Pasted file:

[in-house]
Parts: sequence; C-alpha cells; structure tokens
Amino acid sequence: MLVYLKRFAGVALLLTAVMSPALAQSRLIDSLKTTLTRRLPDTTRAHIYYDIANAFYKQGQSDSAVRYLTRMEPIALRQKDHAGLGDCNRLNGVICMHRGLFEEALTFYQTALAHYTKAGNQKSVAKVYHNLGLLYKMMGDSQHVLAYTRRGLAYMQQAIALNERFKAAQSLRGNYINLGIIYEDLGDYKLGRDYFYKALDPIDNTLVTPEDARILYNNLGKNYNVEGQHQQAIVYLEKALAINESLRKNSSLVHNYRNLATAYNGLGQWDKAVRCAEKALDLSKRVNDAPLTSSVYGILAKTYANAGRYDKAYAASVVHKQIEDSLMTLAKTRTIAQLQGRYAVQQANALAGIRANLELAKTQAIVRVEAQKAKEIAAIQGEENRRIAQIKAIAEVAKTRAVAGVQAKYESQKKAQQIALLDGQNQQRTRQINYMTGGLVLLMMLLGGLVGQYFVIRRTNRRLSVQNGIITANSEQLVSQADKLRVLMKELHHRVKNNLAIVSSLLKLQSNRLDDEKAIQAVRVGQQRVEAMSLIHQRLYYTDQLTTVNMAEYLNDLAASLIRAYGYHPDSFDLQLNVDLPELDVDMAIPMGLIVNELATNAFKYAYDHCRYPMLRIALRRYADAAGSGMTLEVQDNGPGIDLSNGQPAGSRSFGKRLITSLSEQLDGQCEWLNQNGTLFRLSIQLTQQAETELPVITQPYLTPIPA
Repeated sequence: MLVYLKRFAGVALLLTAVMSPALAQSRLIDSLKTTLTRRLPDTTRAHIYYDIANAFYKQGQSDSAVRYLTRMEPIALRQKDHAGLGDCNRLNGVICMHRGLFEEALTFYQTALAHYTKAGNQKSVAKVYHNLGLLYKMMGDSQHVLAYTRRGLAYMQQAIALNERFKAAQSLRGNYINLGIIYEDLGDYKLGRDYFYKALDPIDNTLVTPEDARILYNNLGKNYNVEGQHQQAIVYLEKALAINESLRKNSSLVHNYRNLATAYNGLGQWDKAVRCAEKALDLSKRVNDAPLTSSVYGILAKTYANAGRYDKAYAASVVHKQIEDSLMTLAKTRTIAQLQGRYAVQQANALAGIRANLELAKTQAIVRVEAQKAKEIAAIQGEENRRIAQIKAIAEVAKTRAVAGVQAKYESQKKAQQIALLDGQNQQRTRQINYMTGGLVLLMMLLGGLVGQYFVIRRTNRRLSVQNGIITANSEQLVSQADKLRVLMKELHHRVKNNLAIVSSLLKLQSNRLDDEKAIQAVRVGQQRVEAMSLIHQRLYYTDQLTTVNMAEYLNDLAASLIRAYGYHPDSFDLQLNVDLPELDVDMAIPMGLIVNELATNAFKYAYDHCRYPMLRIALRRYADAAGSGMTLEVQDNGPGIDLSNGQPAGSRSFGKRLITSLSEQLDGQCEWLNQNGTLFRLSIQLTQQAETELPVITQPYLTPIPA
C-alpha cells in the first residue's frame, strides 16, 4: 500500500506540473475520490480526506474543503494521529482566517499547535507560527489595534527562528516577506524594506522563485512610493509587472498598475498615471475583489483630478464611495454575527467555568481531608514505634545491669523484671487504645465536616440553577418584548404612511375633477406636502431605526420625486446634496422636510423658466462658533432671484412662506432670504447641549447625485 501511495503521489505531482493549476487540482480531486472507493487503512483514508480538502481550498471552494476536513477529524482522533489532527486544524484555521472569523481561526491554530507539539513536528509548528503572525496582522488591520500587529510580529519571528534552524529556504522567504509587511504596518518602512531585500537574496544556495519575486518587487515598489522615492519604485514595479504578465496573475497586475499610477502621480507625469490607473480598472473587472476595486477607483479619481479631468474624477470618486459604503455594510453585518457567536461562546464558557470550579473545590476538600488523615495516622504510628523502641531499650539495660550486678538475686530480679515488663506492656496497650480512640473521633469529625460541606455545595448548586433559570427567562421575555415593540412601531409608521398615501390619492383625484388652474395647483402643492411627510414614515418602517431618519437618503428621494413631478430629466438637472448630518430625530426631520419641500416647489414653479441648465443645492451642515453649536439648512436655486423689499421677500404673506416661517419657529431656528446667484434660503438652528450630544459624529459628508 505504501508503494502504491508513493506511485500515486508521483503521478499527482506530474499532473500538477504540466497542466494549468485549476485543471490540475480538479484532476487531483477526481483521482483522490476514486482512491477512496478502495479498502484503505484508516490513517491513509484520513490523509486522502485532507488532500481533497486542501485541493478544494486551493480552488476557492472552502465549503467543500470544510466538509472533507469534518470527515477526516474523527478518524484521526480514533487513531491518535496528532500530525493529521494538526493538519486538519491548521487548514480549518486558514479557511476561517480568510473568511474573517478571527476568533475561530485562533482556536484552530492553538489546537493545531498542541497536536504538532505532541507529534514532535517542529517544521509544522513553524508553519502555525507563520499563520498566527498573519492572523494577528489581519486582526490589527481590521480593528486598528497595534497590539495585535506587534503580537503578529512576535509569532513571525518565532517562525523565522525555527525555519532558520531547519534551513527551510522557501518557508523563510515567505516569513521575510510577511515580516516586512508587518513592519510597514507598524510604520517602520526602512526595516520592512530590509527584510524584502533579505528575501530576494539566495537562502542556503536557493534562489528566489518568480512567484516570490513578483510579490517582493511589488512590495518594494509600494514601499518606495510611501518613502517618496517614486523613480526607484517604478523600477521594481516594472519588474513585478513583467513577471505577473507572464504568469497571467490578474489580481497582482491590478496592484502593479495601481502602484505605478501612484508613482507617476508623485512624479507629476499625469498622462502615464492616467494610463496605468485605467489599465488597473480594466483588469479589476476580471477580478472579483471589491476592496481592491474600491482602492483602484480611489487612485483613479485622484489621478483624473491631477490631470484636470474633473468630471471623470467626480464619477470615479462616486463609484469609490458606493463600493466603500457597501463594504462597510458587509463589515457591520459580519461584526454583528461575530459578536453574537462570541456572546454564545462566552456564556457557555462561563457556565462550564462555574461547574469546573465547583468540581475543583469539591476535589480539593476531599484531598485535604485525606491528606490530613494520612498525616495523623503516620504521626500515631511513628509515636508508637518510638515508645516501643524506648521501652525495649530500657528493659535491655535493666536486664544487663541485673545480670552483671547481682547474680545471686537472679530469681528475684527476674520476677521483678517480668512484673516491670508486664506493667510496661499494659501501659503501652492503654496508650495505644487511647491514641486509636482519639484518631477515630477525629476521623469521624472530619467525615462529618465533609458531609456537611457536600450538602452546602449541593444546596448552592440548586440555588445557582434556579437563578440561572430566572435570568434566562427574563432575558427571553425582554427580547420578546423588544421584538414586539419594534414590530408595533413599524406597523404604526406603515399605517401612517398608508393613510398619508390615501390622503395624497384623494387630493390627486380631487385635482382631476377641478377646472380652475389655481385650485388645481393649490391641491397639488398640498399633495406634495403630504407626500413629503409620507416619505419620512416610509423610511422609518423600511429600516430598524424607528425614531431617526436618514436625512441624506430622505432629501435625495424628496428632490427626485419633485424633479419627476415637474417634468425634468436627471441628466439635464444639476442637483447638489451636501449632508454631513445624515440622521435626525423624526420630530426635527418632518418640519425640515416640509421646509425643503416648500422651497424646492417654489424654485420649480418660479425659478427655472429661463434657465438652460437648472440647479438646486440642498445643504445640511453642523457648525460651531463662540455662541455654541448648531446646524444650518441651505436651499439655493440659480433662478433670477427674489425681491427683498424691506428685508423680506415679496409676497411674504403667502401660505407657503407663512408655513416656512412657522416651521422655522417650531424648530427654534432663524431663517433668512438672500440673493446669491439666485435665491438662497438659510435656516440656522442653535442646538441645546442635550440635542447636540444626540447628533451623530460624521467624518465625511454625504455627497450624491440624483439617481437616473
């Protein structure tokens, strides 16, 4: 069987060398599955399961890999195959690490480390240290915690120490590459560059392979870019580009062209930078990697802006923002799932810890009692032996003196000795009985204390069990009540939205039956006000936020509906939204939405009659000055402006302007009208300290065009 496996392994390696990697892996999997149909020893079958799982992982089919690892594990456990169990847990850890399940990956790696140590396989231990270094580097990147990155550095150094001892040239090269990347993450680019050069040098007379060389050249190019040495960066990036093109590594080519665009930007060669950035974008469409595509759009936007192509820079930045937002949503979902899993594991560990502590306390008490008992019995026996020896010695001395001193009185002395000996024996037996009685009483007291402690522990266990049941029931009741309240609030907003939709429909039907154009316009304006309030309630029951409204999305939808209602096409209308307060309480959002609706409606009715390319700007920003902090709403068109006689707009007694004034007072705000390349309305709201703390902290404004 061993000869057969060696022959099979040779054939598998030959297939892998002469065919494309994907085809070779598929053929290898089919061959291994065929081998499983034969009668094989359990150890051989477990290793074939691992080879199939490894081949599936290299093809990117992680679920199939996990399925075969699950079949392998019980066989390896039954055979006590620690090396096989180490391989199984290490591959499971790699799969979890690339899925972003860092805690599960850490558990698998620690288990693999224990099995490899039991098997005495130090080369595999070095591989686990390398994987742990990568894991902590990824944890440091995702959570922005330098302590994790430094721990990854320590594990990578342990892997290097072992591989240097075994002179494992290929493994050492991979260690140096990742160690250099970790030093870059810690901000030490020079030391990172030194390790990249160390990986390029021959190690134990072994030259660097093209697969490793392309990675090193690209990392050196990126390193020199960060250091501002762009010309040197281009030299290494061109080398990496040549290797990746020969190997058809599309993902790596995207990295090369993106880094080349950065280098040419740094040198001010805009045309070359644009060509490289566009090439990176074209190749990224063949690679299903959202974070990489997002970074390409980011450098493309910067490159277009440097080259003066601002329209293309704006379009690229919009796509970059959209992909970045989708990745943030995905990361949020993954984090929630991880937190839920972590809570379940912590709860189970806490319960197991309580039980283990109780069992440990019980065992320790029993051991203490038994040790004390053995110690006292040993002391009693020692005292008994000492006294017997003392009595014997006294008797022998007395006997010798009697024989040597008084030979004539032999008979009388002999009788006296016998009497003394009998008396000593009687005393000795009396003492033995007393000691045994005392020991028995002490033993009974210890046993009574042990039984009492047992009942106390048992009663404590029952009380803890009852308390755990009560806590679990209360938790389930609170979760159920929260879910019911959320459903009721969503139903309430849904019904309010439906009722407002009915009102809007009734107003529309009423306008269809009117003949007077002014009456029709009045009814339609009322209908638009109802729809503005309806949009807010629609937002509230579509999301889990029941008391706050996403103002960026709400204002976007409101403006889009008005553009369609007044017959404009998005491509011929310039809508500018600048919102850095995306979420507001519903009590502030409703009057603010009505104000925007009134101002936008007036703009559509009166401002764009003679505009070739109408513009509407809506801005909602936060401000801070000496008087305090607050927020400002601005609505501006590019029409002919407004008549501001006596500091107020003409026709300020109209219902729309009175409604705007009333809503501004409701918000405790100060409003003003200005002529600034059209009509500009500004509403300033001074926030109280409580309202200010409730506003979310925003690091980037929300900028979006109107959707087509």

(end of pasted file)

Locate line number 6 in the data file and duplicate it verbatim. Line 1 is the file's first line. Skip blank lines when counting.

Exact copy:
């Protein structure tokens, strides 16, 4: 069987060398599955399961890999195959690490480390240290915690120490590459560059392979870019580009062209930078990697802006923002799932810890009692032996003196000795009985204390069990009540939205039956006000936020509906939204939405009659000055402006302007009208300290065009 496996392994390696990697892996999997149909020893079958799982992982089919690892594990456990169990847990850890399940990956790696140590396989231990270094580097990147990155550095150094001892040239090269990347993450680019050069040098007379060389050249190019040495960066990036093109590594080519665009930007060669950035974008469409595509759009936007192509820079930045937002949503979902899993594991560990502590306390008490008992019995026996020896010695001395001193009185002395000996024996037996009685009483007291402690522990266990049941029931009741309240609030907003939709429909039907154009316009304006309030309630029951409204999305939808209602096409209308307060309480959002609706409606009715390319700007920003902090709403068109006689707009007694004034007072705000390349309305709201703390902290404004 061993000869057969060696022959099979040779054939598998030959297939892998002469065919494309994907085809070779598929053929290898089919061959291994065929081998499983034969009668094989359990150890051989477990290793074939691992080879199939490894081949599936290299093809990117992680679920199939996990399925075969699950079949392998019980066989390896039954055979006590620690090396096989180490391989199984290490591959499971790699799969979890690339899925972003860092805690599960850490558990698998620690288990693999224990099995490899039991098997005495130090080369595999070095591989686990390398994987742990990568894991902590990824944890440091995702959570922005330098302590994790430094721990990854320590594990990578342990892997290097072992591989240097075994002179494992290929493994050492991979260690140096990742160690250099970790030093870059810690901000030490020079030391990172030194390790990249160390990986390029021959190690134990072994030259660097093209697969490793392309990675090193690209990392050196990126390193020199960060250091501002762009010309040197281009030299290494061109080398990496040549290797990746020969190997058809599309993902790596995207990295090369993106880094080349950065280098040419740094040198001010805009045309070359644009060509490289566009090439990176074209190749990224063949690679299903959202974070990489997002970074390409980011450098493309910067490159277009440097080259003066601002329209293309704006379009690229919009796509970059959209992909970045989708990745943030995905990361949020993954984090929630991880937190839920972590809570379940912590709860189970806490319960197991309580039980283990109780069992440990019980065992320790029993051991203490038994040790004390053995110690006292040993002391009693020692005292008994000492006294017997003392009595014997006294008797022998007395006997010798009697024989040597008084030979004539032999008979009388002999009788006296016998009497003394009998008396000593009687005393000795009396003492033995007393000691045994005392020991028995002490033993009974210890046993009574042990039984009492047992009942106390048992009663404590029952009380803890009852308390755990009560806590679990209360938790389930609170979760159920929260879910019911959320459903009721969503139903309430849904019904309010439906009722407002009915009102809007009734107003529309009423306008269809009117003949007077002014009456029709009045009814339609009322209908638009109802729809503005309806949009807010629609937002509230579509999301889990029941008391706050996403103002960026709400204002976007409101403006889009008005553009369609007044017959404009998005491509011929310039809508500018600048919102850095995306979420507001519903009590502030409703009057603010009505104000925007009134101002936008007036703009559509009166401002764009003679505009070739109408513009509407809506801005909602936060401000801070000496008087305090607050927020400002601005609505501006590019029409002919407004008549501001006596500091107020003409026709300020109209219902729309009175409604705007009333809503501004409701918000405790100060409003003003200005002529600034059209009509500009500004509403300033001074926030109280409580309202200010409730506003979310925003690091980037929300900028979006109107959707087509």